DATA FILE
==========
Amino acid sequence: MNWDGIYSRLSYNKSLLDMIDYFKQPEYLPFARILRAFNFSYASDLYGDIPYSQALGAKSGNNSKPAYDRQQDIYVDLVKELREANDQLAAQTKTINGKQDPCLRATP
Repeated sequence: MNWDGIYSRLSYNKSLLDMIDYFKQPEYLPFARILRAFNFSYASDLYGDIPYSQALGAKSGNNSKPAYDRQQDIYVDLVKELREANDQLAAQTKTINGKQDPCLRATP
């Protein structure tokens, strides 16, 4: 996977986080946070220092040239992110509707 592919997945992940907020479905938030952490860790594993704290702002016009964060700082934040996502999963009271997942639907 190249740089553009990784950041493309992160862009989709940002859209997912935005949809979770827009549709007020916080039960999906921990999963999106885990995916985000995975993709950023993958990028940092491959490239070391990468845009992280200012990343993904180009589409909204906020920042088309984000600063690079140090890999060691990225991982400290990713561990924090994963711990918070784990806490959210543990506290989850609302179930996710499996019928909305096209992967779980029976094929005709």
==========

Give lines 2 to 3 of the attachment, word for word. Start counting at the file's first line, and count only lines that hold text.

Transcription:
Repeated sequence: MNWDGIYSRLSYNKSLLDMIDYFKQPEYLPFARILRAFNFSYASDLYGDIPYSQALGAKSGNNSKPAYDRQQDIYVDLVKELREANDQLAAQTKTINGKQDPCLRATP
């Protein structure tokens, strides 16, 4: 996977986080946070220092040239992110509707 592919997945992940907020479905938030952490860790594993704290702002016009964060700082934040996502999963009271997942639907 190249740089553009990784950041493309992160862009989709940002859209997912935005949809979770827009549709007020916080039960999906921990999963999106885990995916985000995975993709950023993958990028940092491959490239070391990468845009992280200012990343993904180009589409909204906020920042088309984000600063690079140090890999060691990225991982400290990713561990924090994963711990918070784990806490959210543990506290989850609302179930996710499996019928909305096209992967779980029976094929005709």